I know some of you are also using the Eight at a Time method of making HSTs, which is great! There are a couple of great videos on YouTube you can look up if you are curious about this method. Like I said, do what works for you!

Okay, let’s talk about this month’s blocks!

Block # 14

This block has lots of pieces, but it’s pretty straightforward. We’ll begin by making a simple 4-patch.

In steps 2 and 3 we will make eight half square triangles – four of each kind.

I’ve cut all the squares and am ready to pair them up and mark them for sewing.

Once the HSTs are sewn and trimmed, I paired them up to get ready to sew them together. Just make sure to keep the Cabin Plaid on the right side of each unit as you sew.

Take two of those completed pairs and sew them to the sides of the four patch. Sew the H squares to the ends of the remaining two units, and then sew those to the top and bottom to complete the center block. If you’ve followed the pressing arrows, all the seams should nest together.

Now all we have to do is assemble and sew on our usual HST borders, and the block is finished!

Block # 18

The center portion of this block is block is oh so easy! It’s just a large pinwheel with a border, and it comes together in a snap!

Start by making your four HSTs, and sew them together like the photo below. Make sure your pinwheel block measures 6-1/2” when done. This is when I like to use those scant ¼” seam allowances, so that I have wiggle room for trimming to size.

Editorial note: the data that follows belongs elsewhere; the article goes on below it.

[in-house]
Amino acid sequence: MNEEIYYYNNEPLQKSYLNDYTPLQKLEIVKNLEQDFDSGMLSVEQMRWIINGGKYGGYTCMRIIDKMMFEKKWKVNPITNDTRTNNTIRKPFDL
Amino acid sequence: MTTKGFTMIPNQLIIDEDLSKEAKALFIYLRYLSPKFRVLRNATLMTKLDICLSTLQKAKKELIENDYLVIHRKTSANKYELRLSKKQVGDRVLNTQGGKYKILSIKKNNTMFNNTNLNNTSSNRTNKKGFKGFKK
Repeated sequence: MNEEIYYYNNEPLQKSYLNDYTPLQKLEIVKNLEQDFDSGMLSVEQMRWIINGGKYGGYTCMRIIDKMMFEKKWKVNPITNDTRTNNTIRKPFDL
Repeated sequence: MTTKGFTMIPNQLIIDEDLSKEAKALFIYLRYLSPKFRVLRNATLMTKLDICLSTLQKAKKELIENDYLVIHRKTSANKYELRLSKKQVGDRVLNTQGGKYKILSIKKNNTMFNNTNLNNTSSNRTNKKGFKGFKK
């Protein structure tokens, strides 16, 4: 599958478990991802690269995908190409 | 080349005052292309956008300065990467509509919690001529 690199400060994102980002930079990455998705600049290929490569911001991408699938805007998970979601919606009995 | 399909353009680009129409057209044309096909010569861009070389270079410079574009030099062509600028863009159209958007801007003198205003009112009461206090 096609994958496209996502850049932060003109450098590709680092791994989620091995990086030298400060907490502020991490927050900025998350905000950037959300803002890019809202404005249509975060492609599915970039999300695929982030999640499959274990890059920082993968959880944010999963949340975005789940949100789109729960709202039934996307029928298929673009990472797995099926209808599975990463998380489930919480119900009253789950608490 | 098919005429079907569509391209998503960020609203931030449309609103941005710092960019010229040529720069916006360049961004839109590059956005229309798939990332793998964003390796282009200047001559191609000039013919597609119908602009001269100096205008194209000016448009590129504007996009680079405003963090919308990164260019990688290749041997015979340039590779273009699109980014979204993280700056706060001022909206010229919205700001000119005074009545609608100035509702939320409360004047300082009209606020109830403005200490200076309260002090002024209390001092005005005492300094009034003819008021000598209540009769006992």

Then sew the F and G strips on as directed. One tip is to cut your strips a bit longer than necessary, and then trim them to line up with the pinwheel as you go. This is especially helpful with the top and bottom strips. This should measure 8-1/2” square when it’s done.

And of course, to finish things off, we will add those borders we are getting so good at.

Block # 20

This block is an easy version of the Lemoyne Star. The traditional way to make these is to sew with Y seams and other fun stuff that I don’t personally want to attempt, so we’ll be making this the cheater way.

This block starts the same as the last one, by making a pinwheel unit from half square triangles. It’s important  that you have your pinwheel oriented correctly in order for this block to turn out. So please double check as you sew and make sure your D and F triangles are in their proper place, exactly like the diagram in the pattern.